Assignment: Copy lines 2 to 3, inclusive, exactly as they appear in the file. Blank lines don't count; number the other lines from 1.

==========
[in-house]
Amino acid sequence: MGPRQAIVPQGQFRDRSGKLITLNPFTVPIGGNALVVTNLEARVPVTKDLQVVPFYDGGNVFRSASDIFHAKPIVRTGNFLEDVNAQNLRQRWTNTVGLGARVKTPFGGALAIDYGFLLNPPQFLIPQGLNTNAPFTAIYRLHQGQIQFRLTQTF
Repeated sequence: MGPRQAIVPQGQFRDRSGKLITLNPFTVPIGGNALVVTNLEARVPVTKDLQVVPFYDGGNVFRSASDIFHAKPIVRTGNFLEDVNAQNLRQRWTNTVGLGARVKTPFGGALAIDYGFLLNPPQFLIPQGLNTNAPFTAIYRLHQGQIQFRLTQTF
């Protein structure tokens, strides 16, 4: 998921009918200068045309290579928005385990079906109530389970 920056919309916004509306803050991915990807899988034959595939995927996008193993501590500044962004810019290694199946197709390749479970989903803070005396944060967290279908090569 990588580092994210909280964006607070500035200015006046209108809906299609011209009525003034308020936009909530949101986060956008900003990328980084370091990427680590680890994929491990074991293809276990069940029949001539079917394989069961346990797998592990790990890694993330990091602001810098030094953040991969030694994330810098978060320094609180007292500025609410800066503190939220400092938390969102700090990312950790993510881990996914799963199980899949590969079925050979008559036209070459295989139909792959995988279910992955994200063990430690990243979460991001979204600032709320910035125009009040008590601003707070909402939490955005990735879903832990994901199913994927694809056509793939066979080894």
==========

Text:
Amino acid sequence: MGPRQAIVPQGQFRDRSGKLITLNPFTVPIGGNALVVTNLEARVPVTKDLQVVPFYDGGNVFRSASDIFHAKPIVRTGNFLEDVNAQNLRQRWTNTVGLGARVKTPFGGALAIDYGFLLNPPQFLIPQGLNTNAPFTAIYRLHQGQIQFRLTQTF
Repeated sequence: MGPRQAIVPQGQFRDRSGKLITLNPFTVPIGGNALVVTNLEARVPVTKDLQVVPFYDGGNVFRSASDIFHAKPIVRTGNFLEDVNAQNLRQRWTNTVGLGARVKTPFGGALAIDYGFLLNPPQFLIPQGLNTNAPFTAIYRLHQGQIQFRLTQTF